“2015 was marked by falling oil prices, a diminishing global growth outlook, and flat rates … Our constructive 2016 outlook is predicated upon stabilizing commodity prices, and an incrementally higher dollar and rates. All of this should result in a substantially higher earnings trajectory as well as a modest re-rating of stocks.”

2500 – Federated Investors (Steven Auth) 2016 year-end target: 2,500 | 2016 EPS forecast: $125
Favor: Financials, Health Care, Technology, Industrials – Avoid: Energy, Materials

This table consolidates the analyst recommendations on sectors. We also added some sector data to help put their views in perspective:


The green highlighted sectors are those with the most favorable expressions (Financials and Information Technology). The pink shaded sectors are those with the most recommendations to avoid (Materials, Consumer Staples, and Utilities). The yellow shading on Energy shows a split between those who expect more poor performance and those who expect a recovery and good performance.

To tie back into our discussion of internal breadth, we added three breadth dimensions to the table:

  • The percentage of sector stocks within 2% of their 1-year high
  • The percentage of sector stocks in their own Bear market (down 20+%)
  • The percentage by which the median sector stock is below its 1-year trailing high

Clearly, Energy is in the worst current condition and Consumer Staple are in the best current condition. Energy will depend on the price of oil next year, which is anybody’s guess. Consumer Staples may be over-bought due to yield pursuit, and they may suffer somewhat as interest rates rise.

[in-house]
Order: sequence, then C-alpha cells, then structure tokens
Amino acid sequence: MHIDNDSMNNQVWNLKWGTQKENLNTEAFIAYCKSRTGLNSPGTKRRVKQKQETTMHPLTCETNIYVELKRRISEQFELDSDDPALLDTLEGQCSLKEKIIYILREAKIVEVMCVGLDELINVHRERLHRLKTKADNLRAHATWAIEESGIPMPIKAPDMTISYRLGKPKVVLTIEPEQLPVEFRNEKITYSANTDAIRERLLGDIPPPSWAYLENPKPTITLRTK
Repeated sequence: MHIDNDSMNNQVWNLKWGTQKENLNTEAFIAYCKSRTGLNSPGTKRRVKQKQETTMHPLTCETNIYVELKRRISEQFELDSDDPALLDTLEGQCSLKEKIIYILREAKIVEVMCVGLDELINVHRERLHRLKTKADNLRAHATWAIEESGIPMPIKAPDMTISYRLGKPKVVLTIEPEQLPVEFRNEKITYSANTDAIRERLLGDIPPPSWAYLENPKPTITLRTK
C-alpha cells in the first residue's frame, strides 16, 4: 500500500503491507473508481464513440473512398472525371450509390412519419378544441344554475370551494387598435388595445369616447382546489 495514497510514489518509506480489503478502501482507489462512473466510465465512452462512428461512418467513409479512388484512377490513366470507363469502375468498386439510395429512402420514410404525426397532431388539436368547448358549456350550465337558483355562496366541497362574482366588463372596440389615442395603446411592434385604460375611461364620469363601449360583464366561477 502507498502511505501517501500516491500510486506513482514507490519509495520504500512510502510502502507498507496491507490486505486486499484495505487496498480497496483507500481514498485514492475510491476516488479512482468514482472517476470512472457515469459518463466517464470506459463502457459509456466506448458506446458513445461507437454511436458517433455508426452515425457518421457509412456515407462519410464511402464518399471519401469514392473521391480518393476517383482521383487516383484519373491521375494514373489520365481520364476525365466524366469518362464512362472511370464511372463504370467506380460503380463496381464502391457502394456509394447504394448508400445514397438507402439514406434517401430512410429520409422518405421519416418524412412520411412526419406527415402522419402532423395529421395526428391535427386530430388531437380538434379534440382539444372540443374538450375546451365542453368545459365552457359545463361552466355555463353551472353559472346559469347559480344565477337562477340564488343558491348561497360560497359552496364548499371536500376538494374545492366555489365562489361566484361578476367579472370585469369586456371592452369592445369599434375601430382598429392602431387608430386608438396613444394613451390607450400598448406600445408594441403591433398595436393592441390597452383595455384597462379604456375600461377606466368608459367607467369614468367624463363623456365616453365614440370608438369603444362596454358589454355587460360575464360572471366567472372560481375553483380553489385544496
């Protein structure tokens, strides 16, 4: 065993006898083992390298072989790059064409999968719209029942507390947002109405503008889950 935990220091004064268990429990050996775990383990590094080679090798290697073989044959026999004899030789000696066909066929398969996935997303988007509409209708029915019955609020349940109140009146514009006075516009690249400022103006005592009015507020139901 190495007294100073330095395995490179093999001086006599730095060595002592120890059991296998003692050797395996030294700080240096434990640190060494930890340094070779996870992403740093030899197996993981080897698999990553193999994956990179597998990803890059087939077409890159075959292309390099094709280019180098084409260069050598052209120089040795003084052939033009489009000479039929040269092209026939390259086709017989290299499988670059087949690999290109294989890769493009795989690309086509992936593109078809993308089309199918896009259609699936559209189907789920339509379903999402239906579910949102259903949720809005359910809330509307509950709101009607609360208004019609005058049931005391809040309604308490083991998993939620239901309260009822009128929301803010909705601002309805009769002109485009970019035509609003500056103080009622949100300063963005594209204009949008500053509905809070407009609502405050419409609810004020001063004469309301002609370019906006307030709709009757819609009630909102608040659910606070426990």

To add an element of valuation, we present the PEG ratio (1 year forward P/E ratio divided by the 5-year expected earnings growth rate) for each sector as published by Standard and Poor’s. Since lower (but positive) numbers are better, and under 2x is desirable, Financial, Industrials, Information Technology, Health Care and Consumer Discretionary look best by this metric.

There are many valuation measures to be considered. We will address them in some detail in a subsequent letter. For now, this is important to say: Over-valuation or under-valuation alone does not make markets rise or fall. Other facts need to stimulate trend change in markets. Markets can remain over-valued or under-valued for long periods.

Most measures today either support the US stock market as fairly-valued or over-valued. There is not too much out there for under-valued.

While fairly-valued or over-valued is not likely to make the market retreat, those levels make it a lot harder for the market to put up large total return results. It is a lot easier to generate high total returns beginning with under-valuation than from a fairly-valued or over-valued market.

Our view at this time is that probability weighted risk exceeds probability weighted gains potential; and given that, those in or near retirement should emphasize capital preservation more than capital growth in the short-run for now.

ETFs or Indexes Mentioned in the Article::

  • S&P 500: SPY, IVV, VOO
  • Materials Sector: XLB, VAW
  • Energy Sector: XLE, VDE
  • Financial Sector: XLF, VFH
  • Industrial Sector: XLI, VIS
  • Info Tech Sector: XLK, VGT
  • Telecom Sector: XLK, VOX
  • Consumer Staples Sector: XLP, VDC
  • Consumer Discretionary Sector: XLY, VCR
  • HealthCare Sector: XLV, VHT
  • Utilities Sector: XLU, VPU
  • Russell 2000 Small-Caps: IWM
  • S&P 600 Small-Caps: IJR
  • S&P 400 Mid-Caps: MDY
  • S&P 1500: ITOT (scheduled to change benchmark Dec 18, 2015)